Identifying novel CSF markers of brain atrophy in Alzheimer's disease and mild cognitive impairment using a multiplex panel of analytes

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Cerebrospinal fluid (CSF) has provided some of the most promising source of validated biomarkers in Alzheimer's disease (AD). Such biomarkers are critical to the development of novel disease modifying treatments for use in research and clinical practice. There is great interest in specific CSF protein candidates for measuring the earliest stages of disease progression and improving the clinical utility of traditional AD biomarkers for accurate diagnosis.

Data acquired from the Alzheimer's Disease Neuroimaging (ADNI) study was used in this study. Levels of 159 CSF analytes were measured using the Rules Based Medicine (RBM, Austin, TX) Human Discovery Multi-Analyte Profile 1.0 panel. Global volumetric and regional thickness MRI measurements were determined in 295 ADNI subjects (AD=65, MCI=142, HC=88) acquired at baseline using Freesurfer 5.1.0. The multiplex analyte panel was used to identify a subset of proteins predictive of hippocampal and entorhinal cortex (ERC) atrophy. Another avenue of study also examined the combination of the analyte panel with traditional CSF biomarkers (Aβ142, p-tau, t-tau) and structural MRI measures to 1) distinguish between AD and healthy controls subjects and 2) predict future MCI to AD conversion at a one year follow up.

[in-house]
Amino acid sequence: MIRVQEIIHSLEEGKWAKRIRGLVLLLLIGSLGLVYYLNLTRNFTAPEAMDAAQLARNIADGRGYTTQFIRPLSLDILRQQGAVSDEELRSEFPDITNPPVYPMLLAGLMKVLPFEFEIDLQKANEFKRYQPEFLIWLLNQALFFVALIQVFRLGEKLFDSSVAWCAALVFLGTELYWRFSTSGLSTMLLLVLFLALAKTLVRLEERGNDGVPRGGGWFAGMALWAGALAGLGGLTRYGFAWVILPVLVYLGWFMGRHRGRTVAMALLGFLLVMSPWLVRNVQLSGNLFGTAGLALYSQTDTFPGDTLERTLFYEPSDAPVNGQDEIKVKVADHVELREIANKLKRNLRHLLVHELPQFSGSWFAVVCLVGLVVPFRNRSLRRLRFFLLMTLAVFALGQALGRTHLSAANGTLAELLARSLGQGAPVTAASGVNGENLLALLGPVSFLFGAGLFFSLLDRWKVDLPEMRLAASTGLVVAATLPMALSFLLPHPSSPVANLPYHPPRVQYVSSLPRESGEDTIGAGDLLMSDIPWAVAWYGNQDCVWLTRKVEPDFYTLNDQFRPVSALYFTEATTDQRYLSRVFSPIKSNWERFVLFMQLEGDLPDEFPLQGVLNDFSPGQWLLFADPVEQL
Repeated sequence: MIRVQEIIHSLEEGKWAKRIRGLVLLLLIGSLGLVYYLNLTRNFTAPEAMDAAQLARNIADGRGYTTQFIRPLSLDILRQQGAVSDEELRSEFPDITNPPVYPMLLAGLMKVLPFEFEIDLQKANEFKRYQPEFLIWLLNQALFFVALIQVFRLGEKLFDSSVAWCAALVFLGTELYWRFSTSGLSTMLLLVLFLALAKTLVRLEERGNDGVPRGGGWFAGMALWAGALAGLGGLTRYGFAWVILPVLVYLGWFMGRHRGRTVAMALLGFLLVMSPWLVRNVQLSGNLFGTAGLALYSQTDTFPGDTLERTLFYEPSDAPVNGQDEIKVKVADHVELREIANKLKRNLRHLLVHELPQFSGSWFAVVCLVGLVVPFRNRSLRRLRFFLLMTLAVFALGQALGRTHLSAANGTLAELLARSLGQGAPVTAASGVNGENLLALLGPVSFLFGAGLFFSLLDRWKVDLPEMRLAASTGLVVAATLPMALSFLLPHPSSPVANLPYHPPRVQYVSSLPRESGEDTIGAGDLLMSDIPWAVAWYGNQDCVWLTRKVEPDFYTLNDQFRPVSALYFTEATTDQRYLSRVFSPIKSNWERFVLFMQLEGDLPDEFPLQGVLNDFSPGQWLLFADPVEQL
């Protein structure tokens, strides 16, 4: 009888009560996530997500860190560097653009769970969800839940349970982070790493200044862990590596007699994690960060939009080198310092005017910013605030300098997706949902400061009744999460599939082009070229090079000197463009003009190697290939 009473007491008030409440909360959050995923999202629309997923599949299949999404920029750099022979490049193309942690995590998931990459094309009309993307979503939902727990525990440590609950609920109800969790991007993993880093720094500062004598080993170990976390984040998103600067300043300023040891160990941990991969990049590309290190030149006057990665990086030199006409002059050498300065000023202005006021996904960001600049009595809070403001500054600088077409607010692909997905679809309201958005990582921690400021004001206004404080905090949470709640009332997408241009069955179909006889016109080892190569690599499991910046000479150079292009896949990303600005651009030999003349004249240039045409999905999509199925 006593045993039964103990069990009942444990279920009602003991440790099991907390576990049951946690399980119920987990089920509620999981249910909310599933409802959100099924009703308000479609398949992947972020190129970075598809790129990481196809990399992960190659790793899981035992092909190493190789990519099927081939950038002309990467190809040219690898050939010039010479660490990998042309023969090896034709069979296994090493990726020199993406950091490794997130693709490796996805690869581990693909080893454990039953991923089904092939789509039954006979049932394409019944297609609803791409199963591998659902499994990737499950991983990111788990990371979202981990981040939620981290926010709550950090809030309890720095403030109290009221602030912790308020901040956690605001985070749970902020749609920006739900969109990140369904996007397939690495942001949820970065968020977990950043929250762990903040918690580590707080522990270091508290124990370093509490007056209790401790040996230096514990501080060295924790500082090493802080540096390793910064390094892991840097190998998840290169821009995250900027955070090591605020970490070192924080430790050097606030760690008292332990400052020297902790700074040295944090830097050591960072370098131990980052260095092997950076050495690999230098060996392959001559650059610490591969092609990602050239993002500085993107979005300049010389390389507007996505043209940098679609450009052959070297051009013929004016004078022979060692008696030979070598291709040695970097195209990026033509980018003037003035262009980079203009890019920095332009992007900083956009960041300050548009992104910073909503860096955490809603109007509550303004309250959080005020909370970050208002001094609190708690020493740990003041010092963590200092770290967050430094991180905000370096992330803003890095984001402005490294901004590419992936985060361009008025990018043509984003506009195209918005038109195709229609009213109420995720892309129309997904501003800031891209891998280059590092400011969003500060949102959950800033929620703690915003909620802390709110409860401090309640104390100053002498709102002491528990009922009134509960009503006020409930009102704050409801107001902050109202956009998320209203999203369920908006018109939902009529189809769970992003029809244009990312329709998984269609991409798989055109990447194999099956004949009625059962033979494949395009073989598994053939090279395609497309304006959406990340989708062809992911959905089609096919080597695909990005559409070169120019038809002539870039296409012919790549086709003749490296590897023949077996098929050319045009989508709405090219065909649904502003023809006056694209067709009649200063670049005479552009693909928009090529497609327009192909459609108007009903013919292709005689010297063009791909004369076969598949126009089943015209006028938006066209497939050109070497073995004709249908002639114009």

Multiple linear regression analysis by cross validation identified a subset of analytes (FABP, CgA, ApoE, NGAL, PLGF, TNFR2, leptin, VEGF, ApoD, ApoA-1, prolactin, clusterin, TM, SCF) predictive of hippocampal atrophy (5 fold cross validation R 2 = 35.6%). Several of these analytes (FABP, CgA, prolactin, apoD, TM, NGAL, clusterin) were also predictive of ERC thickness atrophy (5 fold cross validation R 2 = 30.2%) and related to rapid clinical progression in AD. Combining the analyte panel with MRI and traditional CSF biomarkers (Aβ 1-42, p-tau 181, and t-tau) produced the best model for distinguishing between AD and HC subjects at baseline (92.7%) and predicting MCI conversion to AD at a one year follow up (82.4%).

Novel analyte candidates in CSF were identified in relation to brain atrophy and complement existing AD biomarkers for AD classification and future MCI conversion prediction. This may suggest a role of these proteins in AD pathogenesis and disease progression. Further work is required in independent samples to replicate these findings.
Original languageUndefined/Unknown
Pages (from-to)P227-P227
Number of pages1
JournalAlzheimer's Dementia: The Journal of the Alzheimer's Association
Issue number4, Supplement
Publication statusPublished - 2013

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